Insights from an Industry Expert on the Future of E-Invoicing in the USA.
We had an opportunity to catch up with Todd Albers, Senior Payments Consultant, The Federal Reserve Bank of Minneapolis, to discuss e-invoicing trends and insights. The Federal Reserve Bank has been instrumental in facilitating industry dialog to adopt e-invoice standards as well as supporting e-invoicing services to the federal government through the Department of Treasury.
Here are some highlights from our discussion:
Dooap: What is the status of e-invoicing at the federal level?
Todd: The federal government has been implementing AP automation and e-invoicing solutions for a number of years. Automating invoice receipt and capture is an important goal for the federal government to reduce processing costs, late payment penalties and costly errors. E-Invoicing also helps these departments better comply with the Prompt Payment Act, which is designed to ensure that the government pays its suppliers on time.
Currently, this is being support by three federal Shared Service Providers – one for the Department of Veteran Affairs, another for the Department of Defense, and the third through the Department of Treasury Bureau of Fiscal Services. We provide support for the Invoice Processing Platform or IPP offered to federal agencies through the Bureau of Fiscal Services.
While the transition to e-invoicing is underway, it is a process. The government receives well over 21 million invoices annually and an estimated 40 to 45 percent of them are electronic. Its goal is to steadily increase that percentage.
Dooap: Describe the Federal Reserve Bank’s role in working with the U.S. Treasury on this initiative?
Todd: The Federal Reserve Bank, is a technology service provider to the U.S. Treasury Bureau of Fiscal Services. We are tasked with helping Treasury Fiscal Services to implement its invoice processing platform in order for Federal agencies and departments to streamline processes and help its suppliers transition to e-invoicing. More than 100 different federal government entities use IPP for their invoice processing today.
Dooap: What work is the Federal Reserve doing to promote B2B e-invoicing and what progress has been made?
Todd: The Federal Reserve recognizes the importance of spurring e-invoicing adoption among B2B companies, and in 2015 published the Strategies for Improving the US Payment System paper. The Federal Reserve Bank established The Business Payments Coalition, a working committee of key industry players – including Dooap – to promote e-invoicing, along with electronic B2B payments and remittance data.
The e-Invoice Work Group, which is a subgroup of this coalition, provides guidance and education to facilitate e-invoicing adoption in the market. We found that promoting e-invoicing not only improves the invoicing process, but it is also integral to reducing manual operations throughout purchase-to-pay. Decreasing paper invoices, for example, helps to reduce check payments, which are costly, outdated and more vulnerable to fraud than electronic payments.
One of our first orders of business in the Work Group was to define what a true e-invoice is. While some people may think sending a PDF document via email is an e-invoice, a true e-invoice is one that can be automatically received, coded and matched. The e-Invoice Work Group defines it as “An invoice that has been issued by the seller, transmitted and received by the buyer in a structured digital format which allows for automated processing.”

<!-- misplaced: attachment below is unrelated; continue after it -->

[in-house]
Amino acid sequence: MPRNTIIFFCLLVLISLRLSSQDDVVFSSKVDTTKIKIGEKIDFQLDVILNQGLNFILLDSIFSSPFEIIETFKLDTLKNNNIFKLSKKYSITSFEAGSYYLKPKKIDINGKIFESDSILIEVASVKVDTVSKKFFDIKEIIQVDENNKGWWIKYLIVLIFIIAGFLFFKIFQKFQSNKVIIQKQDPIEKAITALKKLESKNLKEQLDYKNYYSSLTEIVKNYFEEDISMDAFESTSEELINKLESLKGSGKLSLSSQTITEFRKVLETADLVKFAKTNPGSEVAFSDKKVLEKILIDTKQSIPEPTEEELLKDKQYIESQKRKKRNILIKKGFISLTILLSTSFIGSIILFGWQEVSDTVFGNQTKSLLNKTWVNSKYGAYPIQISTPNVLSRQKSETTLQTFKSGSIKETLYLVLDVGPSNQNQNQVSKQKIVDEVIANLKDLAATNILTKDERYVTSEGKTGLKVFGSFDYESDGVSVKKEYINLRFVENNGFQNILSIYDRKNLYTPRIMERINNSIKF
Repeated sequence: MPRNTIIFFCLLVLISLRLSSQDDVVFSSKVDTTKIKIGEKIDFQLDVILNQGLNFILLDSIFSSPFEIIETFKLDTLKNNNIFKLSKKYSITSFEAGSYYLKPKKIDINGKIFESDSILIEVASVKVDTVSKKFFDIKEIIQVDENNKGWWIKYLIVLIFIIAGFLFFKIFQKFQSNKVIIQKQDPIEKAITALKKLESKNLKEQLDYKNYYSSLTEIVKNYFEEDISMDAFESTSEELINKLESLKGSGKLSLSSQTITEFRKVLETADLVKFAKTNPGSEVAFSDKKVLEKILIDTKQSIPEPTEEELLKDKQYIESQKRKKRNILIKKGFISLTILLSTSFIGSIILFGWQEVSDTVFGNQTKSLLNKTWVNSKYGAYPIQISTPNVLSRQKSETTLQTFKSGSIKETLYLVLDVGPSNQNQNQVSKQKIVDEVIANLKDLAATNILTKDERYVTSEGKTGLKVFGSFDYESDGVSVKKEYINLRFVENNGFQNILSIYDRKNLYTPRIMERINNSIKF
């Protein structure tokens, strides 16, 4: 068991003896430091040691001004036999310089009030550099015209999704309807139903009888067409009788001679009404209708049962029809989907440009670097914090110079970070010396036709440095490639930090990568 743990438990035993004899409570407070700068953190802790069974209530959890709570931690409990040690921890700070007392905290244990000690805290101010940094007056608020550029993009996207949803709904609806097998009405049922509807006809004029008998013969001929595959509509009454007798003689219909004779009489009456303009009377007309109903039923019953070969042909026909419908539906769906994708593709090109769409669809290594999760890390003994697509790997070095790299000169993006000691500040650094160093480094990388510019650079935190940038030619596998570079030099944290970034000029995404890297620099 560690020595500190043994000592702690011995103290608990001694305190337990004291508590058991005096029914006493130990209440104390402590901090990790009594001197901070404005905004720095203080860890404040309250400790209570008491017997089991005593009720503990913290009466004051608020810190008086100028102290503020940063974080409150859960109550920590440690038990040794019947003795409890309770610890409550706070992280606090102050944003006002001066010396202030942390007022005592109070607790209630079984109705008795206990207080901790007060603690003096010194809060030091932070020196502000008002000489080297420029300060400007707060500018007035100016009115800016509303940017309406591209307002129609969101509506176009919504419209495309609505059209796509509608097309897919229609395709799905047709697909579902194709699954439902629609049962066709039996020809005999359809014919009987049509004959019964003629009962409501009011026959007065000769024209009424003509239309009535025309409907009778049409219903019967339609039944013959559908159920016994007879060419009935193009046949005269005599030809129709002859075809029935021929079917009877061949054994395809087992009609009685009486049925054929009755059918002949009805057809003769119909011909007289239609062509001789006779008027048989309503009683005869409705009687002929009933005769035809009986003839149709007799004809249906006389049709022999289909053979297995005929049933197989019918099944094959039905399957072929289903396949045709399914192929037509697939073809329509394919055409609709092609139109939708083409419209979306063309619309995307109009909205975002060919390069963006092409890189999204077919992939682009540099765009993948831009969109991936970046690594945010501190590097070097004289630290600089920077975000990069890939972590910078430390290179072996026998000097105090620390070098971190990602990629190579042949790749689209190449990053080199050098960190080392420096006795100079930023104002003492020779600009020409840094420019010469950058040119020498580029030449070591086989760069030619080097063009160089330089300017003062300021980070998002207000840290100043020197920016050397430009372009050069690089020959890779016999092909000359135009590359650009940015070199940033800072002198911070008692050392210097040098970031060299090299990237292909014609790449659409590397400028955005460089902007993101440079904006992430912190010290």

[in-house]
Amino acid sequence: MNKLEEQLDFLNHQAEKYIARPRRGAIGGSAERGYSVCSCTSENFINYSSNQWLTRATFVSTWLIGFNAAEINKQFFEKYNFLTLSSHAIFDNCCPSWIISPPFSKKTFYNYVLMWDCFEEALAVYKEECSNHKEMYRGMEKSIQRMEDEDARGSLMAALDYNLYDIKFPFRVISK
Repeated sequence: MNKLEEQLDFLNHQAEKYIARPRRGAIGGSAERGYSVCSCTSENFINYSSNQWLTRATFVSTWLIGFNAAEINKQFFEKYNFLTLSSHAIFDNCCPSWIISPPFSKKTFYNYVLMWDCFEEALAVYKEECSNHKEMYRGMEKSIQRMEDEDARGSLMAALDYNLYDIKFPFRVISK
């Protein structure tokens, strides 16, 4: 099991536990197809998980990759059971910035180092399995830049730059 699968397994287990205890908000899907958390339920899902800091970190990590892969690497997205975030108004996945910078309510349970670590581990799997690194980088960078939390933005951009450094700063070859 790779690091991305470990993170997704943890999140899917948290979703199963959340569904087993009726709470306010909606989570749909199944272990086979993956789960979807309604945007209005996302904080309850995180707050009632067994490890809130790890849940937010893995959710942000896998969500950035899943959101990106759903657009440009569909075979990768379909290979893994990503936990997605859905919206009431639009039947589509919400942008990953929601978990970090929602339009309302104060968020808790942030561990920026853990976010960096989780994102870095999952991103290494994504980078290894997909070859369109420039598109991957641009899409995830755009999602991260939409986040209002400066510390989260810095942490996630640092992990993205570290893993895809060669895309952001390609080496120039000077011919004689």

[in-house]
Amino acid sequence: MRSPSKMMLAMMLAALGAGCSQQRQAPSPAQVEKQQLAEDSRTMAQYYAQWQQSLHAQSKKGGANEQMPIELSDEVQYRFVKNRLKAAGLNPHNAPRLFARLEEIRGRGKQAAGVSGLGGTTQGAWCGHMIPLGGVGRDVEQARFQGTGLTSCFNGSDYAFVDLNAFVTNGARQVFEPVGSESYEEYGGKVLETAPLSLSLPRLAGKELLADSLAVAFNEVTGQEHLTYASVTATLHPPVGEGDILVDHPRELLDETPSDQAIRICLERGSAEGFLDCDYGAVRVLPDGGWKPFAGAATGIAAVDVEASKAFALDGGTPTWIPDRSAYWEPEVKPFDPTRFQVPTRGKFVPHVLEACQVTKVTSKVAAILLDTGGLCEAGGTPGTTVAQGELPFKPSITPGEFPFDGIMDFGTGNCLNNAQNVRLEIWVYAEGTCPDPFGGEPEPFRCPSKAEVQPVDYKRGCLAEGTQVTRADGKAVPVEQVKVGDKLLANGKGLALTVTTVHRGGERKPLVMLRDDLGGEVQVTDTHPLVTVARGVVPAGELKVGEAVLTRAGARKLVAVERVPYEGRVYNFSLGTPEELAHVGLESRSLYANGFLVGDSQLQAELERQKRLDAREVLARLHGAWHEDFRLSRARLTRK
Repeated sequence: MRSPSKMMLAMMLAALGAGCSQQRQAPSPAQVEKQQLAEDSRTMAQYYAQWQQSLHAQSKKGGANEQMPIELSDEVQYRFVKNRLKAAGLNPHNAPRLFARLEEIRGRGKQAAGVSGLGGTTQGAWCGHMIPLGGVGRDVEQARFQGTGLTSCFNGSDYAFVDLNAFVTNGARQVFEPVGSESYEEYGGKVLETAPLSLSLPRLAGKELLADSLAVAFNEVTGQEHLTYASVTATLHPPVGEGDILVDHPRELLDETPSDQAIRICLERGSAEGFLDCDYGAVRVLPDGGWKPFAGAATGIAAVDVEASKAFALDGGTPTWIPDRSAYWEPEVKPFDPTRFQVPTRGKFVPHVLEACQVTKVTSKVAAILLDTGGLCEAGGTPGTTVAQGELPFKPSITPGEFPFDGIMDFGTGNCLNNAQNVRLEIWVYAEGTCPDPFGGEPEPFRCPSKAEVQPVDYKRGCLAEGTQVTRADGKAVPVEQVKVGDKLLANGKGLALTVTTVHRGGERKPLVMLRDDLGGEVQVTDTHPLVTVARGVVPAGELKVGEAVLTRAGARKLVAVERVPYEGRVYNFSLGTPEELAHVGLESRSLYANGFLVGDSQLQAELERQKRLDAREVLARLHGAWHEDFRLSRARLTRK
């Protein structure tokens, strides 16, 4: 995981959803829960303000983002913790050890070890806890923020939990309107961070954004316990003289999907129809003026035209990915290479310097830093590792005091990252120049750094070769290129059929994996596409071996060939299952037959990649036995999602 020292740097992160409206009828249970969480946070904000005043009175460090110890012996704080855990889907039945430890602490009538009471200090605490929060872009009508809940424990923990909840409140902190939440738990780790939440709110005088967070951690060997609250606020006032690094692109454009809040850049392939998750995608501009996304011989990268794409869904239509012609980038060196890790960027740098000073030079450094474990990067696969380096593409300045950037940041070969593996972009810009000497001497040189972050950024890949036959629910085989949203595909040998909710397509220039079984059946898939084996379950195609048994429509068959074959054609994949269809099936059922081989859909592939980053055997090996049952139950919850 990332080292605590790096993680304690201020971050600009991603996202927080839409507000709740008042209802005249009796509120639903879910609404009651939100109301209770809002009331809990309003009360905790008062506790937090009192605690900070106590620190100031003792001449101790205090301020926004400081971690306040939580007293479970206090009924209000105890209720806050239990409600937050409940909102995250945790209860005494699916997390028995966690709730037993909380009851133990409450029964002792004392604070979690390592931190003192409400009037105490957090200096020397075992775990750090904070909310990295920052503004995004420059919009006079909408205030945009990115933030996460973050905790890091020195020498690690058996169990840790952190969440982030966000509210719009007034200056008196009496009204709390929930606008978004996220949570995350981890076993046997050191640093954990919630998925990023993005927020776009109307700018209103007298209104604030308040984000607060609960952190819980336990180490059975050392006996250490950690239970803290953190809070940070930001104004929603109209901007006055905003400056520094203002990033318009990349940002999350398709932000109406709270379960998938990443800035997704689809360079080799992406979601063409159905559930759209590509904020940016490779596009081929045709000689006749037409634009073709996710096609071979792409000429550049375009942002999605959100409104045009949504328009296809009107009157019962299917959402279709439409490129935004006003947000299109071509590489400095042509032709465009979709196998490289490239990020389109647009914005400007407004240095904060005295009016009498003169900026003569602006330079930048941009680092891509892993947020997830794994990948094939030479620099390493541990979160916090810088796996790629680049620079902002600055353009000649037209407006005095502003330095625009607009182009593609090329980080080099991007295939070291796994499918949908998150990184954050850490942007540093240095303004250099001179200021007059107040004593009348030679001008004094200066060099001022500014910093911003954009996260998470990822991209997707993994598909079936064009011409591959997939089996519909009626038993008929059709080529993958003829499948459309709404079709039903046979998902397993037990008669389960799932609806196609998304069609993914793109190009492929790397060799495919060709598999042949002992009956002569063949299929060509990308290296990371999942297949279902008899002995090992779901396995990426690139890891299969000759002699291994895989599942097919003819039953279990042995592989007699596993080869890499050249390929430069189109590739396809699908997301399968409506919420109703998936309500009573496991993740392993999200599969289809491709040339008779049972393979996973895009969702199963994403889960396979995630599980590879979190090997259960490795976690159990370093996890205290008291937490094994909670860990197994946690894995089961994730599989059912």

Next, we are working on developing e-invoicing industry standards to enable a standardized exchange of information between different invoicing processing systems. This is instrumental in removing obstacles to e-commerce.
Dooap: What are the barriers to e-invoicing adoption in the U.S.?
Todd: We have too many different invoicing formats and no one standard. With more than 800 accounting technology services providers in the U.S., there are numerous e-invoicing formats in the market, creating interoperability issues and roadblocks. Also, given the tendency for people and organizations to resist change, there’s inertia that has to be overcome. Implementing e-invoicing involves an initial investment of time, commitment and money, which while it will pay dividends in the future, might also be a barrier for some organizations. Our work group is focused on helping organizations overcome all of these barriers.
Dooap: How are US initiatives different from the EU?
Todd: While the EU efforts are focused on the public sector, and took a top-down approach with their directives, the U.S. is primarily focused on a bottom-up approach by engaging private industry with its e-invoicing initiatives. This fits in with our free market principles, and recognizes how business moves markets and introduces innovation.
Dooap: What will spur wider e-invoicing adoption?
Todd: We’re still at the beginning stages of developing the necessary standards to transition to broader e-invoicing in this country. Of the estimated 25 billion invoices sent each year, 18 billion of those are still paper-based. As businesses begin adopting e-invoicing and require that their suppliers send invoices electronically, it will create a network effect, encouraging the suppliers’ buyers to participate, and so on.
Adoption also will increase as both buyers and suppliers realize the benefits that e-invoicing delivers, including reduced costs and errors, faster payments and streamlined processes. On a larger scale, it facilitates B2B efficiency and improvement, paves the way for cross-border payments and enables greater market competitiveness. Those are great business incentives.
We’ll continue to keep you posted on the latest developments from the e-Invoicing Work Group and ways you can implement e-invoicing in your organization to gain competitive advantage.
When it comes to invoices, it’s all about the data.
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